Kirby says BERT provides operational staff at LLS with a clear picture of their day-to-day responsibilities and how they contribute to the agency’s overall strategic direction.

“It captures all of our evidence, which just makes us that much more audit-ready than we had been previously,” he says.

“BERT also gives us what is effectively a lightweight CRM to track how we’re engaging with customers, because that is a key state metric for us. It gives us much more visibility over where we were getting enquiries, which we can then report on and rejig our strategic priorities accordingly.”

LLS and Sentient Dynamics are set to roll out an upgraded version of BERT to all regions in April and May 2022. It will offer improved scalability and more integrations into other applications and systems the agency is using.

“We haven’t really seen what BERT can do at a state scale across the organisation,” says Kearns. “That’s where we’ll get some real value in driving organisational improvement – by delivering savings and efficiencies around how we are delivering on the outcomes in our strategies.

“We’d like to see the regions using BERT initially to put their business plans in and commence reporting on statewide metrics. And then we could see future modules embedded from other platforms such as risk and finance down the track.”

Kirby adds that the roll-out of BERT to multiple regions will help LLS identify any overlap in business planning.

Portrait image of Dale Kirby
Dale Kirby, Team Leader for Agriculture, Local Land Services NSW

“We have 11 different regions that all might be doing something different, or there could be similarities where we can work closely together,” he says.

Mice reporting made easy

One of the recent challenges that LLS has helped farmers and landholders in NSW overcome was a mouse plague, which began in mid-2020 and continued into 2021 following a period of increased rainfall and crop growth.

“Climatic conditions were just ideal for mice population building across all of NSW,” says Kirby. “We were starting to see mice impacting on crop production in various parts of NSW, and we wanted to make adjoining landholders aware of where that damage was occurring, so that they were better able to implement control strategies at an early point in time.

“We also wanted to be able to report back to the public and to government to make them aware of the scale of the damage that was occurring across NSW.”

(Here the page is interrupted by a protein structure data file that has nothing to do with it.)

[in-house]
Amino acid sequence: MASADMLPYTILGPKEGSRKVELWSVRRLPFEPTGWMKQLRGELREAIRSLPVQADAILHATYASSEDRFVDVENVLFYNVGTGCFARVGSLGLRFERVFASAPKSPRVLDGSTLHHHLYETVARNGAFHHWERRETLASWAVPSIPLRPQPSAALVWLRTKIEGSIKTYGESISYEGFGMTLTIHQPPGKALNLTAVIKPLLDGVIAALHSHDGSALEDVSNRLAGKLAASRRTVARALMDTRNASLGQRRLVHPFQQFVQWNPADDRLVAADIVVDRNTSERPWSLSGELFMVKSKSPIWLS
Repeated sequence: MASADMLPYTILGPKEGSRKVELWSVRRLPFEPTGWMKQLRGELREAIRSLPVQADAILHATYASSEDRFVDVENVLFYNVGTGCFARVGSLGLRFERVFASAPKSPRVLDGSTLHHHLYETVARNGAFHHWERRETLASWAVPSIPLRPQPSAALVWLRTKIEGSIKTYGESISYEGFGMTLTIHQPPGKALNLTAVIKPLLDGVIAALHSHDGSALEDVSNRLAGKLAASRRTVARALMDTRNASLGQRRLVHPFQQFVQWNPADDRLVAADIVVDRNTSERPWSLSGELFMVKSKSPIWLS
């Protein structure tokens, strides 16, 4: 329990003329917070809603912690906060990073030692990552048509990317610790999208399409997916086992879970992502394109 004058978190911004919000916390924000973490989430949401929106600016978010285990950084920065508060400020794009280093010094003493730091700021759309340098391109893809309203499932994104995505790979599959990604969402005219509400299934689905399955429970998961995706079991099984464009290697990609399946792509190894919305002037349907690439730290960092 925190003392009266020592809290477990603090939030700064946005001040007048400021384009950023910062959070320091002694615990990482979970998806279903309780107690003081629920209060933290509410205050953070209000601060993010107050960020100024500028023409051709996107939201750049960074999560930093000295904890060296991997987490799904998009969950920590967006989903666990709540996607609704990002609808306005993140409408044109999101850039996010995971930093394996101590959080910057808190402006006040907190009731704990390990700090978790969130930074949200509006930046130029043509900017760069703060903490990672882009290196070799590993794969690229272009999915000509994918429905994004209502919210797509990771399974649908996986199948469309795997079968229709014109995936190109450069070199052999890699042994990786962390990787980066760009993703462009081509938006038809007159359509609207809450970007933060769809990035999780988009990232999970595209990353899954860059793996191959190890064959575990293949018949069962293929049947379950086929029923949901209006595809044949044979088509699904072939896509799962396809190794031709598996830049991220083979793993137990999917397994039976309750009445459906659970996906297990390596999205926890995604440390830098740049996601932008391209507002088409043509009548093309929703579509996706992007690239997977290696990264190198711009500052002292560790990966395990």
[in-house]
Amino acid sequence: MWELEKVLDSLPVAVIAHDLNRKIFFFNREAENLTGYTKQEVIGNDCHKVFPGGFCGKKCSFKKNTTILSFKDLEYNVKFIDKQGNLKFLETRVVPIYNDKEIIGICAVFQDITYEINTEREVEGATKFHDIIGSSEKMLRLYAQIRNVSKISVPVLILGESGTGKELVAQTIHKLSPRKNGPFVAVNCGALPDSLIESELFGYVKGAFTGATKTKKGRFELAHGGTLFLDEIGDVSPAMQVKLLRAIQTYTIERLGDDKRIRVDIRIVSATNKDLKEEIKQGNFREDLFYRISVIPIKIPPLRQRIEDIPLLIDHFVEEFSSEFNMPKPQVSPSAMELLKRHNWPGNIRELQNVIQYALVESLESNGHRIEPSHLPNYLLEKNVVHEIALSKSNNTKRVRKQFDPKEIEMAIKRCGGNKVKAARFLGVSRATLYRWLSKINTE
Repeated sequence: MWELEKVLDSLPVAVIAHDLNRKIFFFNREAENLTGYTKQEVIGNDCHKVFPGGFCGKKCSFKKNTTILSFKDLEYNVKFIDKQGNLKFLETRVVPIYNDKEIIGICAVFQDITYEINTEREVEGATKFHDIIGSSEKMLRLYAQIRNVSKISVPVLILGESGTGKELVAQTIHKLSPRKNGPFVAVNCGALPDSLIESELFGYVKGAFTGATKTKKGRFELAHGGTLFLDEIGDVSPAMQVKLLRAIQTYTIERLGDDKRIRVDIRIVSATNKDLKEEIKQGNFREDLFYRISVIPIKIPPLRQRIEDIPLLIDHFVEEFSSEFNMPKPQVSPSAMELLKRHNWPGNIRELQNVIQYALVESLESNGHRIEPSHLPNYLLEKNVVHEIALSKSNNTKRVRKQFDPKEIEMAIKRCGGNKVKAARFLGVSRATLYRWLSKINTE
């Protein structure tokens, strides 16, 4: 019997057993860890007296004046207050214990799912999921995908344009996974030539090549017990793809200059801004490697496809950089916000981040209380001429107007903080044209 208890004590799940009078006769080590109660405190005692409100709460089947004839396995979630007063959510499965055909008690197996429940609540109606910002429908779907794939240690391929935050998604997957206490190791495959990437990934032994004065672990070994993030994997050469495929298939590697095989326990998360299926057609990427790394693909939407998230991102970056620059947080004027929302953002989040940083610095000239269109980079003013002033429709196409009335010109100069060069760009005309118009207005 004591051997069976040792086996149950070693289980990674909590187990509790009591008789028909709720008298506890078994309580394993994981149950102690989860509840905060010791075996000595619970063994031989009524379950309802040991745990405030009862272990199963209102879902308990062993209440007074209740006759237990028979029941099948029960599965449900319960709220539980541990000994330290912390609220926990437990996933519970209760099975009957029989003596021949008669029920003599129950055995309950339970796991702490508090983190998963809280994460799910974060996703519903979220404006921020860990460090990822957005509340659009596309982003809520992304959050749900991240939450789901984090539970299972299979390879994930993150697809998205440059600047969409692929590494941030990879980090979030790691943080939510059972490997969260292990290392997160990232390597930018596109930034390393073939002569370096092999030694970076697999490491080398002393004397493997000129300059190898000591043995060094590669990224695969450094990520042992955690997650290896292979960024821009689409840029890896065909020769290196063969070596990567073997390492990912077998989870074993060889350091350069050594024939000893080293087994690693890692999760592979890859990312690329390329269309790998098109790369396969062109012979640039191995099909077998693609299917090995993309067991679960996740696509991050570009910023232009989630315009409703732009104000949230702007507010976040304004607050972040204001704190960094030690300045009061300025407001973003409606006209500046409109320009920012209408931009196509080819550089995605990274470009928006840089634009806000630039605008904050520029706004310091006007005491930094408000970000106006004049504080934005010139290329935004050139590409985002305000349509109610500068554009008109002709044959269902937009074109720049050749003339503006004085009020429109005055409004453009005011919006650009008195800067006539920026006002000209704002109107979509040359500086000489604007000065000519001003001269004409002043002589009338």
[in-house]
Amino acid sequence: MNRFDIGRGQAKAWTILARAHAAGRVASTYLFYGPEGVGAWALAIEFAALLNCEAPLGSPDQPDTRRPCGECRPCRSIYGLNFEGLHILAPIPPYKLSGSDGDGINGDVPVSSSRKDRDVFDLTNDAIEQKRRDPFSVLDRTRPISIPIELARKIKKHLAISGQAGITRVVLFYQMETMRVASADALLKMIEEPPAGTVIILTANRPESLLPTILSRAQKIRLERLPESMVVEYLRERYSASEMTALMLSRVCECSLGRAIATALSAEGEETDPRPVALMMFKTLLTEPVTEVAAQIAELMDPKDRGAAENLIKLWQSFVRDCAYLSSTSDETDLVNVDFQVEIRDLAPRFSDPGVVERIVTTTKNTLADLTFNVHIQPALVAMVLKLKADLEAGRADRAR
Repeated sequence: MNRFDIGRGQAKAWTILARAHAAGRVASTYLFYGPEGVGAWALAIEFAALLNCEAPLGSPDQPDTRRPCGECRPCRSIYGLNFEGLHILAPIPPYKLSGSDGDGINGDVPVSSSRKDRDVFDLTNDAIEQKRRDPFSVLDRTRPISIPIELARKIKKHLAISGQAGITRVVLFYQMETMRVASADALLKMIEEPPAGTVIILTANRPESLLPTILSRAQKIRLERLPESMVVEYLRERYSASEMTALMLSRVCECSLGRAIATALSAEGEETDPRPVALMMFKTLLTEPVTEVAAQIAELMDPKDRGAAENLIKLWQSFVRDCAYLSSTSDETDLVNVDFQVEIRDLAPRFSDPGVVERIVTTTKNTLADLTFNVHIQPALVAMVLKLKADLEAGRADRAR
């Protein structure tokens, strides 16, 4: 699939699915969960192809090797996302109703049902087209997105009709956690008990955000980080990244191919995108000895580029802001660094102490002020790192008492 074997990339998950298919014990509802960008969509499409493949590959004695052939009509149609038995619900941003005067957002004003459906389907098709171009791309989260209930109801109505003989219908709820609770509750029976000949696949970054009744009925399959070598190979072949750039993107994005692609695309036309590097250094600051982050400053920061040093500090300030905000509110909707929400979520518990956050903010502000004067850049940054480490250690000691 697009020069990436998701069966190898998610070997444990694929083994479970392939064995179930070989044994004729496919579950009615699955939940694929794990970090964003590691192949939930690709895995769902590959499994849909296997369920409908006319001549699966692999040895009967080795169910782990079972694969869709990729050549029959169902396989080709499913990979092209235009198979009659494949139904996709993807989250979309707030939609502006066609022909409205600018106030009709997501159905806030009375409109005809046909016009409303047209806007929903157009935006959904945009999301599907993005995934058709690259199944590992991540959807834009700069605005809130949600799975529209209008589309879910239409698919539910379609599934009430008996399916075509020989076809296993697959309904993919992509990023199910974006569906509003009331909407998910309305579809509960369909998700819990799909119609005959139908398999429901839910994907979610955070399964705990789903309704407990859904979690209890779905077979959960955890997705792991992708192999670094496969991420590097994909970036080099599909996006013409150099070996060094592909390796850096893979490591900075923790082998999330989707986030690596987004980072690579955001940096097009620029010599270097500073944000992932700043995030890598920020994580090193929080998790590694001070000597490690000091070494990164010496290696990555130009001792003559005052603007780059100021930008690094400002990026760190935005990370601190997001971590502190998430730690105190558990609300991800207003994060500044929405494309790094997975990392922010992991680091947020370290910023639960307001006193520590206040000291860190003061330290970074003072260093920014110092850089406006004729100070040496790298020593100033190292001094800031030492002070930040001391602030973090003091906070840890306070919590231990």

However, Kirby says it was an onerous process to collate that data and present it to the public.

“It was taking one staff day per week to collate all of that information together, so we wanted to create a platform that allowed the public to report that data and then be able to visualise that data quickly.”

Once again, LLS engaged Sentient Dynamics to build a solution that allows farmers and advisers to report their mice damage quickly and easily to a central, secure location.

Wallace says the mice reporting solution isn’t connected to BERT, but shares a similar user interface.

“We took a fairly simple approach. It’s a Microsoft form that stores data into a SharePoint backend that’s connected to a Power BI dashboard. So, it’s a lot simpler than BERT – there are no Power Apps involved,” he explains.

“We’re using Power Automate to take the form responses and save those in a SharePoint list. And then the SharePoint list can be directly connected to the Power BI dashboard, and the dashboard is set to refresh regularly.”

Since going live in July 2021, the mice reporting solution has recorded almost 200 entries.

Kirby says the solution provides easy, public reporting on the severity and spread of damage across NSW. This allows farmers, advisers, suppliers and the government to be more informed and better able to reduce the impact of mice. Kirby explains:

This system saves four staff days per month, just in our region, so it would be more like 15-plus staff days across the state if each region had to do the same thing.

“The form itself saves about the same time, and the key benefit is that the data entry is open to anyone, allowing for an integrated approach to pest management.”

Kirby has also been fielding requests from other teams within LLS to understand how the platform could help farmers and landholders manage locust plagues.

“While a system hasn’t been built for that at this point, we’ve had indications from my counterparts who are saying, ‘Yeah, this would be suitable for us going forward’,” he says.